* FTSEurofirst 300 index falls 0.4 pct, sets two-month low
* Gives away early gains as macro picture seen gloomy
* Suedzucker, Gerresheimer tumble after outlook update
By Francesco Canepa
LONDON, Oct 9 (Reuters) - European shares surrendered early gains in choppy afternoon trade on Thursday as relief at the prospect of continued monetary support from the Federal Reserve gave way to a bleak economic outlook on this side of the Atlantic.
The market had been boosted by the minutes of the last Fed meeting, which suggested the central bank would not start raising interest rates until the U.S. economy is strong enough to accept the move.
Precious metals miners Fresnillo and Randgold Resources rose more than 6 percent each as gold prices climbed to their highest in two weeks on the back of the dovish minutes.
But a string of weak European economic data recently and dissatisfaction at stimulus measures introduced so far by the European Central Bank led investors to cash in on early gains.
"Everyone was a bit more bullish after the minutes but Europe's picture hasn't changed," Mike Reuter, a broker at Tradition, said. "So overall people are taking advantage (of the bounce) and taking a bit of profit."
The FTSEurofirst 300 index of European shares fell 0.4 percent to 1,314.72 points, falling for a third day and setting a new two-month low at 1,313.27 points.
Euro zone banks, which have the greatest exposure to the region's economy weighed, fell 1.7 percent, led by Italian , French and Portuguese lenders.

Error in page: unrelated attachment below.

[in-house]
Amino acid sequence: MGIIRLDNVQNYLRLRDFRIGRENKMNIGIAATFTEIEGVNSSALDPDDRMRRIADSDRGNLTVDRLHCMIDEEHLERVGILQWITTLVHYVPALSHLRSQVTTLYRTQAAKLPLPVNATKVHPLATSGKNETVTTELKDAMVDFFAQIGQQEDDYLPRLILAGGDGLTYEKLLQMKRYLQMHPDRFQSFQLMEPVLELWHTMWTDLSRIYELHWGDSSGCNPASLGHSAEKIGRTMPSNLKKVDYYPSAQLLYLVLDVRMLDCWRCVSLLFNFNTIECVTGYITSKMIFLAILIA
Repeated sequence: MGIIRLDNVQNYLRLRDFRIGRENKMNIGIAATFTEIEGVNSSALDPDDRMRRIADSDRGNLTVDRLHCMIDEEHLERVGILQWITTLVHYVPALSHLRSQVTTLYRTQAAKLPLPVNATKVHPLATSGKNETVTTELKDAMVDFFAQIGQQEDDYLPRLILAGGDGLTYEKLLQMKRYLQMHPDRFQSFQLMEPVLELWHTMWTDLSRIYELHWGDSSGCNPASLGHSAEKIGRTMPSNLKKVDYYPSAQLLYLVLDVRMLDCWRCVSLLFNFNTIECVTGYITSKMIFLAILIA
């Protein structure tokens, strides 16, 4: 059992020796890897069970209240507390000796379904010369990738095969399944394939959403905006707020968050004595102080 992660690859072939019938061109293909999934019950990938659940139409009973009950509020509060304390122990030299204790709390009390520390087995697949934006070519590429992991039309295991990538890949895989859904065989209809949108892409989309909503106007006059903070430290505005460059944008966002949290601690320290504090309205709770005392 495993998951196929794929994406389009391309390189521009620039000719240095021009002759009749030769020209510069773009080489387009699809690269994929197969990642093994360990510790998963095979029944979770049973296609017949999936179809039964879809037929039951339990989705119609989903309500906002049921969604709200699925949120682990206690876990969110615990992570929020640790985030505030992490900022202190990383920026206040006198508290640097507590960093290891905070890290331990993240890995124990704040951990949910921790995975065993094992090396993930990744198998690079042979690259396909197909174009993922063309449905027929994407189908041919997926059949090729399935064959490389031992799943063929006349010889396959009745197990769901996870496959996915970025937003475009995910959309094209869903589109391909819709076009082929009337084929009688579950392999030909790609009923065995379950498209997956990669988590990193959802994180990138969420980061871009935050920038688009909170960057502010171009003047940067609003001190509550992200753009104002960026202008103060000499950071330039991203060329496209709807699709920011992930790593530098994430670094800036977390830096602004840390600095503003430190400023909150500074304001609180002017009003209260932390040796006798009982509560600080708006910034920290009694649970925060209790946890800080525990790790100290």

Disappointing outlook statements from two German companies added to investor anxiety.
Europe's largest sugar producer, Suedzucker, fell 12.4 percent and drugs packager Gerresheimer dropped 11 percent. The former warned it may find it tough to reach its profit target; the latter was hit by analyst downgrades after publishing earnings guidance.
In yet another sign that Europe's largest economy was faltering, figures showed on Thursday that German exports slumped by 5.8 percent in August, their biggest fall since the depths of the global financial crisis in January 2009.
Europe bourses in 2014: link.reuters.com/pap87v
Asset performance in 2014: link.reuters.com/gap87v
Today's European research round-up (1 US dollar = 0.7860 euro) (Additional reporting By Atul Prakash and Liisa Tuhkanen; Editing by Larry King)